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Mercedes CEO: “We were drunk” when AMG One hypercar was approved

mercedes-ceo:-“we-were-drunk”-when-amg-one-hypercar-was-approved

“I’m sure we were drunk when we said yes,” Mercedes CEO Ola Kallenius joked to media about the company’s F1-powered One hypercar, nearly five years after it was revealed to the world.


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The Mercedes-AMG One hypercar has faced myriad delays in the five years since it was revealed in concept form – and company bosses have joked they must have been “drunk” when they have gave the project the green light.

Powered by a 1.6-litre turbocharged V6 and hybrid system from the company’s championship-winning Formula One race cars, the AMG One was first rumoured in early 2016, and revealed as the Project One prototype at the Frankfurt motor show in September 2017.

However, AMG engineers have encountered issues in adapting the F1 engine, which idles above the redline of most diesel engines (5000rpm), for the road – and Mercedes-Benz CEO Ola Källenius has acknowledged the project hasn’t been as straightforward as expected.



“The team at AMG and the [AMG] High Performance Powertrain Formula One arm came to us about four years ago and said ‘we’ve got a great idea, let’s put a Formula One engine into a road car’”, Källenius told media, as quoted by Autocar.

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“I will have to go back to check the meeting minutes, but I’m sure we were drunk when we said yes.”

Källenius confirmed the company would reveal more news about the long-delayed hypercar “in a couple of weeks” – though whether it meets its previously-rumoured 2022 production timeline remains to be seen.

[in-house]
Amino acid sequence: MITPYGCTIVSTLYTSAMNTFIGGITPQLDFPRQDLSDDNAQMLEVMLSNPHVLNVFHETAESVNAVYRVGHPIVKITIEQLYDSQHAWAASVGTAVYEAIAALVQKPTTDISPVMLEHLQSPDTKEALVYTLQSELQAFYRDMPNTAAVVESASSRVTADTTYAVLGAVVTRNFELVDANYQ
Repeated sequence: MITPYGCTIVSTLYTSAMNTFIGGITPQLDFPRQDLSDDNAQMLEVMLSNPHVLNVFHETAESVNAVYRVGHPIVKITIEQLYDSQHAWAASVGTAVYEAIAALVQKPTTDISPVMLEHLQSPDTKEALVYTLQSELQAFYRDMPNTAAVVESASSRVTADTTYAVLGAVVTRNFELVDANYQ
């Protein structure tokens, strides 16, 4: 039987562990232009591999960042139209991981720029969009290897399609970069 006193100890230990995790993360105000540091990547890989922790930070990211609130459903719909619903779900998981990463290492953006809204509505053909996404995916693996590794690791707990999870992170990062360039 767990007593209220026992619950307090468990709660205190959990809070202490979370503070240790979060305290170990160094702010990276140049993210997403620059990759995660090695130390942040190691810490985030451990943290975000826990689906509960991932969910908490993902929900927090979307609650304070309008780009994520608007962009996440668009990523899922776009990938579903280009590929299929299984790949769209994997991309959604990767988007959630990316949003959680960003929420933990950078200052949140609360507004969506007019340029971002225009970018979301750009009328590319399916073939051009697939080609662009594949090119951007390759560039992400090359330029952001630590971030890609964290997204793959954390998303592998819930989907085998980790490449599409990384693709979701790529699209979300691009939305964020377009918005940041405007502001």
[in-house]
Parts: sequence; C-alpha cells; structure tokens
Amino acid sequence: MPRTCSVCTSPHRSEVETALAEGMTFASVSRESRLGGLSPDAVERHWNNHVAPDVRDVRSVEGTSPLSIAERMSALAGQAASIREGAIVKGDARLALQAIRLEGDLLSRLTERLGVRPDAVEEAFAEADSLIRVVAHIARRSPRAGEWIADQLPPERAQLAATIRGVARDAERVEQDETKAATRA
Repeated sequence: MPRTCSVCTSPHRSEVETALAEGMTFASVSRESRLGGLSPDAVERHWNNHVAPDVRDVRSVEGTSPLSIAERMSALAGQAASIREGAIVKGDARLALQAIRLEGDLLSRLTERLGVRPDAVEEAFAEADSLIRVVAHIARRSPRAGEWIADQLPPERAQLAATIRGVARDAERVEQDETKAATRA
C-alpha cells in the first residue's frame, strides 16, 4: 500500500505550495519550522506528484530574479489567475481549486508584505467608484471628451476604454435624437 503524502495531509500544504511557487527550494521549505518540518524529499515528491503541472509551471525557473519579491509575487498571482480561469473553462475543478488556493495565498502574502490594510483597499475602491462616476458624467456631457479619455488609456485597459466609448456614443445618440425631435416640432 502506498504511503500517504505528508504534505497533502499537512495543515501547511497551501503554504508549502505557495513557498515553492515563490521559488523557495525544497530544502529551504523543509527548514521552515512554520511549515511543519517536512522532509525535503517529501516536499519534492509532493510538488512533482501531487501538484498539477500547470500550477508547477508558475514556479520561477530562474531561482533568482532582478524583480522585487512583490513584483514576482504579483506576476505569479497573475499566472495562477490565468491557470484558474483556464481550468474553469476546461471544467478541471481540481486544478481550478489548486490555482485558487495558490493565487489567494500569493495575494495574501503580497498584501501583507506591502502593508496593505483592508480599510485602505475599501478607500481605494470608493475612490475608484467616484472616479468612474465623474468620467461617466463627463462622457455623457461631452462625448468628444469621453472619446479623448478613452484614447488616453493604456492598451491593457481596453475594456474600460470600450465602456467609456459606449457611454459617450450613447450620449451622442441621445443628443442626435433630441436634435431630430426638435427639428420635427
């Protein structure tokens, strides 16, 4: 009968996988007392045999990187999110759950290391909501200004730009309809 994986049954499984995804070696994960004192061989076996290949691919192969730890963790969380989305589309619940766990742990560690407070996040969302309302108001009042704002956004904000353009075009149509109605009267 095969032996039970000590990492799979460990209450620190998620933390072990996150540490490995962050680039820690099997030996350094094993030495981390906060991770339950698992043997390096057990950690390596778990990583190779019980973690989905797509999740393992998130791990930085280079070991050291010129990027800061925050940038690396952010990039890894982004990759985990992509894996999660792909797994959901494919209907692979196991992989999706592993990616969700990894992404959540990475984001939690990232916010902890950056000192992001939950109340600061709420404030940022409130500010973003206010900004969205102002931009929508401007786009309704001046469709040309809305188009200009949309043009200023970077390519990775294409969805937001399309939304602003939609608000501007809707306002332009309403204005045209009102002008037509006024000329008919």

The One was first confirmed to be powered by a road-legal version of the 1.6-litre turbo V6 and dual motor-generator unit (MGU) hybrid system of AMG’s successful F1 cars, with a power output beyond 1000 horsepower (735kW) for a top speed of 350km/h.

Production was initially due to begin in 2019, however difficulties around making the V6 comply with strict WLTP emissions rules with a petrol particulate filter – without significantly impacting performance – saw this timing pushed back.

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Key among the challenges was how the engine revved; whereas an F1 car idles at 5000rpm and redlines at 14,000rpm, engineers were forced to reduce these to a 1200rpm idle and 11,000rpm redline – still 500rpm and 2000rpm higher than even the most extreme road cars currently on sale.



Adding to Källenius’ comments, Mercedes-Benz’s head of marketing Bettina Fetzer reportedly said the brand is working on a “very honest documentary” about the car’s development.

Only 275 examples of the hypercar were slated to be built, priced from €2.27 million ($AU3.38 million) each. Eight cars are confirmed to have been sold to Australian buyers.

Alex Misoyannis has been writing about cars since 2017, when he started his own website, Redline. He contributed for Drive in 2018, before joining CarAdvice in 2019, becoming a regular contributing journalist within the news team in 2020. Cars have played a central role throughout Alex’s life, from flicking through car magazines as a young age, to growing up around performance vehicles in a car-loving family.

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